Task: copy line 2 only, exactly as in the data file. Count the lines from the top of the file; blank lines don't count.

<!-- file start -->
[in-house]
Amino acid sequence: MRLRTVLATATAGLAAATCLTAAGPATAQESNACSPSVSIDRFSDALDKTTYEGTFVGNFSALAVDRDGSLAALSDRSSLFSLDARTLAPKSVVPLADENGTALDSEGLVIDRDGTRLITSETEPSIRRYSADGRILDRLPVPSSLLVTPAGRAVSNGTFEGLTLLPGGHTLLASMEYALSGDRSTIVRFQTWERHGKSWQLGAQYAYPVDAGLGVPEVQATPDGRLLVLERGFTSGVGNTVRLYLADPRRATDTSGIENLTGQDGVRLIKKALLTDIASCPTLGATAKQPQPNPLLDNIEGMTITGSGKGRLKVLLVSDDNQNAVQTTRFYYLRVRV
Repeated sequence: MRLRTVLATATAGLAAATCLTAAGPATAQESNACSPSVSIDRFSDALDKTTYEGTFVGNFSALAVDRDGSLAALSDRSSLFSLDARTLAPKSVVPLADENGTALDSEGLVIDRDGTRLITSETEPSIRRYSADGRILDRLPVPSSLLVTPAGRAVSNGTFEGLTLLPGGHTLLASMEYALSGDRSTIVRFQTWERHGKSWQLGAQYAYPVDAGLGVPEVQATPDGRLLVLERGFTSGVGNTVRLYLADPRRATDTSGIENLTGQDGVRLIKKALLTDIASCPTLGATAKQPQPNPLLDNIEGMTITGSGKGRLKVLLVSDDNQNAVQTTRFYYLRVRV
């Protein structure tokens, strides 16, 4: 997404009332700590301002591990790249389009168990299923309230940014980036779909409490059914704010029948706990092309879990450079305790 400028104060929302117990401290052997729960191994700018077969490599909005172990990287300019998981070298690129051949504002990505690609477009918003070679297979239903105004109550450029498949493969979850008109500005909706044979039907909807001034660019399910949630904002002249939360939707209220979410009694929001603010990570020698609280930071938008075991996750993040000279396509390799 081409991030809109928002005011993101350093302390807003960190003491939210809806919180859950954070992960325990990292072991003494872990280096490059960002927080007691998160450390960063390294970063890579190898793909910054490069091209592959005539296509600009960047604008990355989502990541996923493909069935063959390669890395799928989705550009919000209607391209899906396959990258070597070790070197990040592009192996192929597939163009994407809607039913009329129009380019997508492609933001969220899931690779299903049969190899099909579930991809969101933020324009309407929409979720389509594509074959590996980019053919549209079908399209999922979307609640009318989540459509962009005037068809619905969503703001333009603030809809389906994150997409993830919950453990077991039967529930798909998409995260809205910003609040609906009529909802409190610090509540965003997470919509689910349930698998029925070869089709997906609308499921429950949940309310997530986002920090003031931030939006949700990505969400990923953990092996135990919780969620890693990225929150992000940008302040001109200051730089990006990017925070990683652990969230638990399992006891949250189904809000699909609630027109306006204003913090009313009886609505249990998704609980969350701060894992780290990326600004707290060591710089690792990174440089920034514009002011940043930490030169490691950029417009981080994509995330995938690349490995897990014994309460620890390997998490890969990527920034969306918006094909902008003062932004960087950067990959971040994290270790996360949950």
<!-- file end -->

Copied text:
Amino acid sequence: MRLRTVLATATAGLAAATCLTAAGPATAQESNACSPSVSIDRFSDALDKTTYEGTFVGNFSALAVDRDGSLAALSDRSSLFSLDARTLAPKSVVPLADENGTALDSEGLVIDRDGTRLITSETEPSIRRYSADGRILDRLPVPSSLLVTPAGRAVSNGTFEGLTLLPGGHTLLASMEYALSGDRSTIVRFQTWERHGKSWQLGAQYAYPVDAGLGVPEVQATPDGRLLVLERGFTSGVGNTVRLYLADPRRATDTSGIENLTGQDGVRLIKKALLTDIASCPTLGATAKQPQPNPLLDNIEGMTITGSGKGRLKVLLVSDDNQNAVQTTRFYYLRVRV